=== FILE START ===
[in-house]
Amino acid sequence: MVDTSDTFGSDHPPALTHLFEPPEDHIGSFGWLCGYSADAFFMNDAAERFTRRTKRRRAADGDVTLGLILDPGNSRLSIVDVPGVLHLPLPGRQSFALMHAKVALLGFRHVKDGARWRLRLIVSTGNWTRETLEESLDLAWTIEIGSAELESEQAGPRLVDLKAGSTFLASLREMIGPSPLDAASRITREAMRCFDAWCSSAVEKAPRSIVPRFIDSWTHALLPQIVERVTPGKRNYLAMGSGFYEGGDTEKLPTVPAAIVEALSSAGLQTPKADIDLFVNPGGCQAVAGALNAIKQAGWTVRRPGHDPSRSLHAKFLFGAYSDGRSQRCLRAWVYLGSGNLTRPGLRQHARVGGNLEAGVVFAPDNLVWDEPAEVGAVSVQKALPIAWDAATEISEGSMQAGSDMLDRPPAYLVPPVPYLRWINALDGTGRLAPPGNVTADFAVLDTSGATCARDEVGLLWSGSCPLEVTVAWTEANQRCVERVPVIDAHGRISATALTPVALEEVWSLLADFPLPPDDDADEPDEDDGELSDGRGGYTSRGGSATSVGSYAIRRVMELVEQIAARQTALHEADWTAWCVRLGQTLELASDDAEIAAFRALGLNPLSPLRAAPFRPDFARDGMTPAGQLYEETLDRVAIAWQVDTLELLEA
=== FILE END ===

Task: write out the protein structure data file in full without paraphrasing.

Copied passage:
[in-house]
Amino acid sequence: MVDTSDTFGSDHPPALTHLFEPPEDHIGSFGWLCGYSADAFFMNDAAERFTRRTKRRRAADGDVTLGLILDPGNSRLSIVDVPGVLHLPLPGRQSFALMHAKVALLGFRHVKDGARWRLRLIVSTGNWTRETLEESLDLAWTIEIGSAELESEQAGPRLVDLKAGSTFLASLREMIGPSPLDAASRITREAMRCFDAWCSSAVEKAPRSIVPRFIDSWTHALLPQIVERVTPGKRNYLAMGSGFYEGGDTEKLPTVPAAIVEALSSAGLQTPKADIDLFVNPGGCQAVAGALNAIKQAGWTVRRPGHDPSRSLHAKFLFGAYSDGRSQRCLRAWVYLGSGNLTRPGLRQHARVGGNLEAGVVFAPDNLVWDEPAEVGAVSVQKALPIAWDAATEISEGSMQAGSDMLDRPPAYLVPPVPYLRWINALDGTGRLAPPGNVTADFAVLDTSGATCARDEVGLLWSGSCPLEVTVAWTEANQRCVERVPVIDAHGRISATALTPVALEEVWSLLADFPLPPDDDADEPDEDDGELSDGRGGYTSRGGSATSVGSYAIRRVMELVEQIAARQTALHEADWTAWCVRLGQTLELASDDAEIAAFRALGLNPLSPLRAAPFRPDFARDGMTPAGQLYEETLDRVAIAWQVDTLELLEA